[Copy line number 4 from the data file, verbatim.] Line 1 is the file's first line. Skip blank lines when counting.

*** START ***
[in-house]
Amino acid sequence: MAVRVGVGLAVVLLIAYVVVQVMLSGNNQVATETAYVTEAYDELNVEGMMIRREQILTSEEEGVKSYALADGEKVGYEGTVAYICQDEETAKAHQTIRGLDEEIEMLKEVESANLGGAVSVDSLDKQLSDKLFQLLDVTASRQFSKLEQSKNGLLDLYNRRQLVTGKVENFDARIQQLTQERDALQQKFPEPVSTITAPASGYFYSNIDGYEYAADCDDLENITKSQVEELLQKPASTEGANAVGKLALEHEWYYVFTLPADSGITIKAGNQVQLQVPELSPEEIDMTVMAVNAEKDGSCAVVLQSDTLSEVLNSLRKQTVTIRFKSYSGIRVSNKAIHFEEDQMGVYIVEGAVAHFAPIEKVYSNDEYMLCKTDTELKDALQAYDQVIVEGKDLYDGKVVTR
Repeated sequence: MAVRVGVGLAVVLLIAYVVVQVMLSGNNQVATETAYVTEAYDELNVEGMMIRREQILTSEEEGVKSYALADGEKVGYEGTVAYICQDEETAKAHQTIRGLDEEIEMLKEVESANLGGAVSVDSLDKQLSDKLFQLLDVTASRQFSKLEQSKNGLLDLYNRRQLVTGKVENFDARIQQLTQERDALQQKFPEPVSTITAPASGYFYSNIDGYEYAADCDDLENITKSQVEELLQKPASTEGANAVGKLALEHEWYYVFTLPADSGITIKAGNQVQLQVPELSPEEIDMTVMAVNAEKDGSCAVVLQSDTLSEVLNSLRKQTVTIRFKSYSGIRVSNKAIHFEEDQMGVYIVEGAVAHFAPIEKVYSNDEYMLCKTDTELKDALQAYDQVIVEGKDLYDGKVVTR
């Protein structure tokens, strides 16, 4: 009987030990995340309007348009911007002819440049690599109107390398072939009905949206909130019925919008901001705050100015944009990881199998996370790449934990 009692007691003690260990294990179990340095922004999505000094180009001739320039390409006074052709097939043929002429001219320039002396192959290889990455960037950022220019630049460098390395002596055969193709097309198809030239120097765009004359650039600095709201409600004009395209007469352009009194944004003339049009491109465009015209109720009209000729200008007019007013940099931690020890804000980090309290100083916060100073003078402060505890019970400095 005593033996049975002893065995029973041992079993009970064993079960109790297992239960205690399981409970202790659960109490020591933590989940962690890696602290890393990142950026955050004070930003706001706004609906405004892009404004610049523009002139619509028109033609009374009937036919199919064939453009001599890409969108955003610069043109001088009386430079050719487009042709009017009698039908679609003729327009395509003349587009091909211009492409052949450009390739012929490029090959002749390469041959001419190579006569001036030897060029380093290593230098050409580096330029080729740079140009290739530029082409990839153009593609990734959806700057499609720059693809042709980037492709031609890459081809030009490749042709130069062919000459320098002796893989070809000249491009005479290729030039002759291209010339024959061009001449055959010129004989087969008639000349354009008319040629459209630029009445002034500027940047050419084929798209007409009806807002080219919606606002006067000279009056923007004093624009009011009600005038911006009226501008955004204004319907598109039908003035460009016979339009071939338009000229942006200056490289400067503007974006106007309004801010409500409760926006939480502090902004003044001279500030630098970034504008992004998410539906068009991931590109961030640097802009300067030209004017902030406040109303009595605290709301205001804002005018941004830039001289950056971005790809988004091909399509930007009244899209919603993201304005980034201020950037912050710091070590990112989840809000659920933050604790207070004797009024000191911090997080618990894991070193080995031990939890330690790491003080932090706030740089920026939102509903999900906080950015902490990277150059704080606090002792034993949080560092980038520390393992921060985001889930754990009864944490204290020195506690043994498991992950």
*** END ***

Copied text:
């Protein structure tokens, strides 16, 4: 009987030990995340309007348009911007002819440049690599109107390398072939009905949206909130019925919008901001705050100015944009990881199998996370790449934990 009692007691003690260990294990179990340095922004999505000094180009001739320039390409006074052709097939043929002429001219320039002396192959290889990455960037950022220019630049460098390395002596055969193709097309198809030239120097765009004359650039600095709201409600004009395209007469352009009194944004003339049009491109465009015209109720009209000729200008007019007013940099931690020890804000980090309290100083916060100073003078402060505890019970400095 005593033996049975002893065995029973041992079993009970064993079960109790297992239960205690399981409970202790659960109490020591933590989940962690890696602290890393990142950026955050004070930003706001706004609906405004892009404004610049523009002139619509028109033609009374009937036919199919064939453009001599890409969108955003610069043109001088009386430079050719487009042709009017009698039908679609003729327009395509003349587009091909211009492409052949450009390739012929490029090959002749390469041959001419190579006569001036030897060029380093290593230098050409580096330029080729740079140009290739530029082409990839153009593609990734959806700057499609720059693809042709980037492709031609890459081809030009490749042709130069062919000459320098002796893989070809000249491009005479290729030039002759291209010339024959061009001449055959010129004989087969008639000349354009008319040629459209630029009445002034500027940047050419084929798209007409009806807002080219919606606002006067000279009056923007004093624009009011009600005038911006009226501008955004204004319907598109039908003035460009016979339009071939338009000229942006200056490289400067503007974006106007309004801010409500409760926006939480502090902004003044001279500030630098970034504008992004998410539906068009991931590109961030640097802009300067030209004017902030406040109303009595605290709301205001804002005018941004830039001289950056971005790809988004091909399509930007009244899209919603993201304005980034201020950037912050710091070590990112989840809000659920933050604790207070004797009024000191911090997080618990894991070193080995031990939890330690790491003080932090706030740089920026939102509903999900906080950015902490990277150059704080606090002792034993949080560092980038520390393992921060985001889930754990009864944490204290020195506690043994498991992950």